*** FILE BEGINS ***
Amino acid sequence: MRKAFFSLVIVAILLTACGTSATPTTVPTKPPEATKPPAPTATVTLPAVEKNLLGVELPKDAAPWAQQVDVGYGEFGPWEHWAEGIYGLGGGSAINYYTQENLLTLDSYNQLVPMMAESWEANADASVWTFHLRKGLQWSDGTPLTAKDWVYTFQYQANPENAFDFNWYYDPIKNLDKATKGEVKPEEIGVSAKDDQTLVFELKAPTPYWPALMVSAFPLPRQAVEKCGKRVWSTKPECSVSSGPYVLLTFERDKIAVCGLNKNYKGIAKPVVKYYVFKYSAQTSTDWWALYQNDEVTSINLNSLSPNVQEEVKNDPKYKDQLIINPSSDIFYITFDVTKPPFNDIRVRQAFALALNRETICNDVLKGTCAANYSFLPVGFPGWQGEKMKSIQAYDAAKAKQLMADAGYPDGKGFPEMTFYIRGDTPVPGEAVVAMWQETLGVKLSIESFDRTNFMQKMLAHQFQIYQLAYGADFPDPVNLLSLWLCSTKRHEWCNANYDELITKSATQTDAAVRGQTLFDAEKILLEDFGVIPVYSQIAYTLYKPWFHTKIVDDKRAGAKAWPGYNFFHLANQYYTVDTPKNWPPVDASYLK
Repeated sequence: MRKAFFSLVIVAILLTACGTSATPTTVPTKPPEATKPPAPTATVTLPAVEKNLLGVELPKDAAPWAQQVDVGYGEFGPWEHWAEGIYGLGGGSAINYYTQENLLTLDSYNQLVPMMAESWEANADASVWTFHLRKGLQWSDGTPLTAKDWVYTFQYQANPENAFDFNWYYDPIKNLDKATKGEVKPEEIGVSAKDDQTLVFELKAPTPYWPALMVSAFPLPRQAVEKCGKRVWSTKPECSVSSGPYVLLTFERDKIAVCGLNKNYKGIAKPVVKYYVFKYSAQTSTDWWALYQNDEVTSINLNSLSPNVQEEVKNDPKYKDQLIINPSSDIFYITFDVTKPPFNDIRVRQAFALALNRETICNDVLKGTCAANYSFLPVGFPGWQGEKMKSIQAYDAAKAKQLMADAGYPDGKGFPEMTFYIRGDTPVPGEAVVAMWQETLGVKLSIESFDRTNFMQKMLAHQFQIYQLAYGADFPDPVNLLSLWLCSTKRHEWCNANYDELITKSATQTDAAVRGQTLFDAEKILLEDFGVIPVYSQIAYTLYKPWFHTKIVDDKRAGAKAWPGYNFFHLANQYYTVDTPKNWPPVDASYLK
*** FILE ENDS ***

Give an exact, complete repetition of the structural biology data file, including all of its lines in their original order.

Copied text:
Amino acid sequence: MRKAFFSLVIVAILLTACGTSATPTTVPTKPPEATKPPAPTATVTLPAVEKNLLGVELPKDAAPWAQQVDVGYGEFGPWEHWAEGIYGLGGGSAINYYTQENLLTLDSYNQLVPMMAESWEANADASVWTFHLRKGLQWSDGTPLTAKDWVYTFQYQANPENAFDFNWYYDPIKNLDKATKGEVKPEEIGVSAKDDQTLVFELKAPTPYWPALMVSAFPLPRQAVEKCGKRVWSTKPECSVSSGPYVLLTFERDKIAVCGLNKNYKGIAKPVVKYYVFKYSAQTSTDWWALYQNDEVTSINLNSLSPNVQEEVKNDPKYKDQLIINPSSDIFYITFDVTKPPFNDIRVRQAFALALNRETICNDVLKGTCAANYSFLPVGFPGWQGEKMKSIQAYDAAKAKQLMADAGYPDGKGFPEMTFYIRGDTPVPGEAVVAMWQETLGVKLSIESFDRTNFMQKMLAHQFQIYQLAYGADFPDPVNLLSLWLCSTKRHEWCNANYDELITKSATQTDAAVRGQTLFDAEKILLEDFGVIPVYSQIAYTLYKPWFHTKIVDDKRAGAKAWPGYNFFHLANQYYTVDTPKNWPPVDASYLK
Repeated sequence: MRKAFFSLVIVAILLTACGTSATPTTVPTKPPEATKPPAPTATVTLPAVEKNLLGVELPKDAAPWAQQVDVGYGEFGPWEHWAEGIYGLGGGSAINYYTQENLLTLDSYNQLVPMMAESWEANADASVWTFHLRKGLQWSDGTPLTAKDWVYTFQYQANPENAFDFNWYYDPIKNLDKATKGEVKPEEIGVSAKDDQTLVFELKAPTPYWPALMVSAFPLPRQAVEKCGKRVWSTKPECSVSSGPYVLLTFERDKIAVCGLNKNYKGIAKPVVKYYVFKYSAQTSTDWWALYQNDEVTSINLNSLSPNVQEEVKNDPKYKDQLIINPSSDIFYITFDVTKPPFNDIRVRQAFALALNRETICNDVLKGTCAANYSFLPVGFPGWQGEKMKSIQAYDAAKAKQLMADAGYPDGKGFPEMTFYIRGDTPVPGEAVVAMWQETLGVKLSIESFDRTNFMQKMLAHQFQIYQLAYGADFPDPVNLLSLWLCSTKRHEWCNANYDELITKSATQTDAAVRGQTLFDAEKILLEDFGVIPVYSQIAYTLYKPWFHTKIVDDKRAGAKAWPGYNFFHLANQYYTVDTPKNWPPVDASYLK